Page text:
Carp edema virus a rising threat to global carp population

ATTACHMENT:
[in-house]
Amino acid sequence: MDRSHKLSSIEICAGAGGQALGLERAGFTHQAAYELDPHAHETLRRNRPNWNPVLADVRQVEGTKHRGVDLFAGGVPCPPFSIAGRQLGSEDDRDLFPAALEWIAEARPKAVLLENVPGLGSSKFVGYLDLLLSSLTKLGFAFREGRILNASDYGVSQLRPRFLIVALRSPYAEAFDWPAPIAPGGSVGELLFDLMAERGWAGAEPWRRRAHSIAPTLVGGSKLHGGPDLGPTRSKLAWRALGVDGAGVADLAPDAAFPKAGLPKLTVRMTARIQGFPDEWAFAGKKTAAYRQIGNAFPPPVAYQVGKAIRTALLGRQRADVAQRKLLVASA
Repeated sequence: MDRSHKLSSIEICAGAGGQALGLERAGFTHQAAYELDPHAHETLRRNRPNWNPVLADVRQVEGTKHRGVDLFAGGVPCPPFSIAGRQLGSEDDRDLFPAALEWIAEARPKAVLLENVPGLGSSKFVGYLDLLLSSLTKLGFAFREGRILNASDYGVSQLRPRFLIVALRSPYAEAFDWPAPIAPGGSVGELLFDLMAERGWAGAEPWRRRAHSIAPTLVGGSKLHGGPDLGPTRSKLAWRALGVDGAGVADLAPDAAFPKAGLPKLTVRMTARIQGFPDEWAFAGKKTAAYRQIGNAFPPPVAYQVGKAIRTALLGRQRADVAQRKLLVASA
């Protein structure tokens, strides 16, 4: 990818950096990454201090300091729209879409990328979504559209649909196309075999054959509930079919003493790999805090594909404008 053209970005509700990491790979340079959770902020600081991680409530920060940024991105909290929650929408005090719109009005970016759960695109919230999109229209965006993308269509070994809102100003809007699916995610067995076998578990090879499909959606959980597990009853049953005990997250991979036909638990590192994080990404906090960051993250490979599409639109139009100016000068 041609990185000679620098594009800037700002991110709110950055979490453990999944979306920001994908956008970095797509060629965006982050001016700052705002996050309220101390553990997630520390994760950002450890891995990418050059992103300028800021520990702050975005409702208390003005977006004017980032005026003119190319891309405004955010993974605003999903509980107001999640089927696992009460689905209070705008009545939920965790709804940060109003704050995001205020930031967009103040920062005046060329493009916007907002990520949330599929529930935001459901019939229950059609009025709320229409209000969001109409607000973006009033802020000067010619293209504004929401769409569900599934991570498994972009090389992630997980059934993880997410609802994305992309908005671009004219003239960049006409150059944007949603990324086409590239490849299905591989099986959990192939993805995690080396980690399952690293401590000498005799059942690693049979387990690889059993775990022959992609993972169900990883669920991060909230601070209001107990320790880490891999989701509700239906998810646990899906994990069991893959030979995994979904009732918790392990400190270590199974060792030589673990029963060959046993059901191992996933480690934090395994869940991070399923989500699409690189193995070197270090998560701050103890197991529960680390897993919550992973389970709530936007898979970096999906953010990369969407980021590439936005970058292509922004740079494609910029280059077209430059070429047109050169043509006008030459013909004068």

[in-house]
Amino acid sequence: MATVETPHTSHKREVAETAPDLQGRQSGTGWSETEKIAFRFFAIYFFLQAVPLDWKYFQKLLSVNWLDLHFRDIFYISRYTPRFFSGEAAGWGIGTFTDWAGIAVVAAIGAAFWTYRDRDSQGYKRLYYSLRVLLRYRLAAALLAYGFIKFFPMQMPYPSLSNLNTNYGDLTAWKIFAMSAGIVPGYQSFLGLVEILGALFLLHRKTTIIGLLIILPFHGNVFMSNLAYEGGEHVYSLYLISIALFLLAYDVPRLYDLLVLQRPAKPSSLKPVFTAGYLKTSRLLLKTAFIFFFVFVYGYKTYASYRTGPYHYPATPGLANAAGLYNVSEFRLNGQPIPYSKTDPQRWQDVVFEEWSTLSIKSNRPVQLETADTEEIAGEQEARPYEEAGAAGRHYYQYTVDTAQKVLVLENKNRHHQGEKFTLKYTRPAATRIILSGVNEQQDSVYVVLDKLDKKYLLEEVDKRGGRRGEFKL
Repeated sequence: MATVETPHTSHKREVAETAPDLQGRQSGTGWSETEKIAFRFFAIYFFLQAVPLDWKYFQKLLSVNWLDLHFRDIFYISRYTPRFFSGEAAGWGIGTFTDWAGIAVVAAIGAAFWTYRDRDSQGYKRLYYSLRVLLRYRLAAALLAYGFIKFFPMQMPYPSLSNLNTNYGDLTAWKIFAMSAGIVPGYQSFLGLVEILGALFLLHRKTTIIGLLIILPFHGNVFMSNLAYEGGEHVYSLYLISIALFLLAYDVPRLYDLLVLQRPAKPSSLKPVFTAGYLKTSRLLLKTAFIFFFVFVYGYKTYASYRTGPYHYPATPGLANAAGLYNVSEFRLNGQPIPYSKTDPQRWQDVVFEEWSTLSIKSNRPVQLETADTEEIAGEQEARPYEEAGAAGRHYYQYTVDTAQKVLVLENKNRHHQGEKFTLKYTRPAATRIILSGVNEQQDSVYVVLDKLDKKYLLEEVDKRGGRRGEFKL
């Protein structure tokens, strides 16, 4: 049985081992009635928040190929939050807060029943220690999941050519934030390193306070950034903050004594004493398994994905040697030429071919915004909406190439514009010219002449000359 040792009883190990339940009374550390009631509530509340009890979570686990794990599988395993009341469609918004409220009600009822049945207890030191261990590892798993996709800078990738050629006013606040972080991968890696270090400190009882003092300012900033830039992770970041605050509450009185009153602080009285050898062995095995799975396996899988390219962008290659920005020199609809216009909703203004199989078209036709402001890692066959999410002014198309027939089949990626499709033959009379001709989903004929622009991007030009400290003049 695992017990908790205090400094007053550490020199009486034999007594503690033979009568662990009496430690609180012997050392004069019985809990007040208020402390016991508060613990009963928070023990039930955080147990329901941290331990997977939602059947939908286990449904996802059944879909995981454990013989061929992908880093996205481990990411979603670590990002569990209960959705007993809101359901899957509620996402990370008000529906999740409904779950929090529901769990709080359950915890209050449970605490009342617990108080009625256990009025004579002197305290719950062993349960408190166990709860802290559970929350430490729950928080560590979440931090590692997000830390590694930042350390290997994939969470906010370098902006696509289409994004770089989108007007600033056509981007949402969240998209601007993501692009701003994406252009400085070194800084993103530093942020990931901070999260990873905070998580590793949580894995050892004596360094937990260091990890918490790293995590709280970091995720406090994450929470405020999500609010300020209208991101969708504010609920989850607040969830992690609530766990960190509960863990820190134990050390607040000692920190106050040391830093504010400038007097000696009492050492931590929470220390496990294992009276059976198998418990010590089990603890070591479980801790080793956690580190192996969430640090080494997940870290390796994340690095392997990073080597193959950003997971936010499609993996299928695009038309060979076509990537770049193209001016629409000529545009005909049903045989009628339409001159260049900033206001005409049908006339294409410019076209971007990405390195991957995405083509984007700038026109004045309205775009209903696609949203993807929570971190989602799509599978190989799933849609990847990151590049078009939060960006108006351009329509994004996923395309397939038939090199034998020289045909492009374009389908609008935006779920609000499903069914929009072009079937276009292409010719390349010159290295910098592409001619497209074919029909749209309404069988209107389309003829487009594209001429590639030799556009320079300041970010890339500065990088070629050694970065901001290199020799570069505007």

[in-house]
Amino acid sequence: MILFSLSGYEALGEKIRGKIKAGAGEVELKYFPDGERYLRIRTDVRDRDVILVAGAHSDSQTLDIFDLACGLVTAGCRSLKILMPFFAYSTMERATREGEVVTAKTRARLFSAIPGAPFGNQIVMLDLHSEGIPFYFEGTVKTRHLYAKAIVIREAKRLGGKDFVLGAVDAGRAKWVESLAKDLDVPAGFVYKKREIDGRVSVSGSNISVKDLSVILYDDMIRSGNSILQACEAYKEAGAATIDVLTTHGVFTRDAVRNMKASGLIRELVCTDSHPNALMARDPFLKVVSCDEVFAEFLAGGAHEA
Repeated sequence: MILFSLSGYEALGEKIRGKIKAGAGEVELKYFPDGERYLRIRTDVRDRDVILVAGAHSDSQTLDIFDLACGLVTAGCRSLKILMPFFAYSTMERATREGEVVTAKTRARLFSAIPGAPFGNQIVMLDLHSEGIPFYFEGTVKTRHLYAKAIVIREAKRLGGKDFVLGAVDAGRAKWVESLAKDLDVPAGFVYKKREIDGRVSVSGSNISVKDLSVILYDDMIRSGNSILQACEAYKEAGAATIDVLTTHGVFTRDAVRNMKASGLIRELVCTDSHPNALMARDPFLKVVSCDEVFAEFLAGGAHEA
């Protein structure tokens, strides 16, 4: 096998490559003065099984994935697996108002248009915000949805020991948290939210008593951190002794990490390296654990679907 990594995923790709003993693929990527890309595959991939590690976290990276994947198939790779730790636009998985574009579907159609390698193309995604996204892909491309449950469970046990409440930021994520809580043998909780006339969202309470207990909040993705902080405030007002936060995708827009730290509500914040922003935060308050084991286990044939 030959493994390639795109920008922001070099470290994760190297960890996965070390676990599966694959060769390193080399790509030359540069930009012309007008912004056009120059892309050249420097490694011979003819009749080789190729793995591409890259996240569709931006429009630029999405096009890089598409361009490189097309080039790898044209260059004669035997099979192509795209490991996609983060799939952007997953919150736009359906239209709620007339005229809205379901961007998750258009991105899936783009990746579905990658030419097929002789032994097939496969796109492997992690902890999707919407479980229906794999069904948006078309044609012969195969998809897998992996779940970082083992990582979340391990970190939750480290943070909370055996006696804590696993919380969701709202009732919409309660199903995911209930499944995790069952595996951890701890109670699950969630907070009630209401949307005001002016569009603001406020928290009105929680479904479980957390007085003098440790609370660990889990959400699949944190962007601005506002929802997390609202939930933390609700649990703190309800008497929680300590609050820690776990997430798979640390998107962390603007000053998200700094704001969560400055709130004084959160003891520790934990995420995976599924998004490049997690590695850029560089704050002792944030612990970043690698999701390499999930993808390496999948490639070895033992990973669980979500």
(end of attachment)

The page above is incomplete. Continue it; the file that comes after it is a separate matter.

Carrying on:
Carp edema virus (CEV), a poxvirus from the family Poxviridae, was first detected in 1974 in Japan and has since spread to most parts of the world. CEV is the etiological agent of koi sleepy disease (KSD), which has adverse health effects on both koi and common carp fish species. Equally, KSD leads to detrimental financial distress to carp farmers and further threatens both food security and ecology. The onset and severity of CEV/KSD is influenced by water temperature and handling stress. The prominent clinical sign of KSD in both koi and common carp is lethargy, which is manifested when the water temperature is in the range of 15 – 25 °C and 6 – 9 °C, respectively. Much advancement is needed to curb the spread of CEV. Since the early years of CEV, the immersion of diseased fish into a 0.5% salt-water solution has been shown to be efficacious in treating the clinical signs but ineffective in eradicating the virus in infected fish. Therefore, infected asymptomatic fish become CEV carriers. This is further exacerbated by the limited knowledge of the transmission pathways of CEV. This paper aims to collate the current knowledge on CEV/KSD, to give an insight into the nature and characteristics of CEV.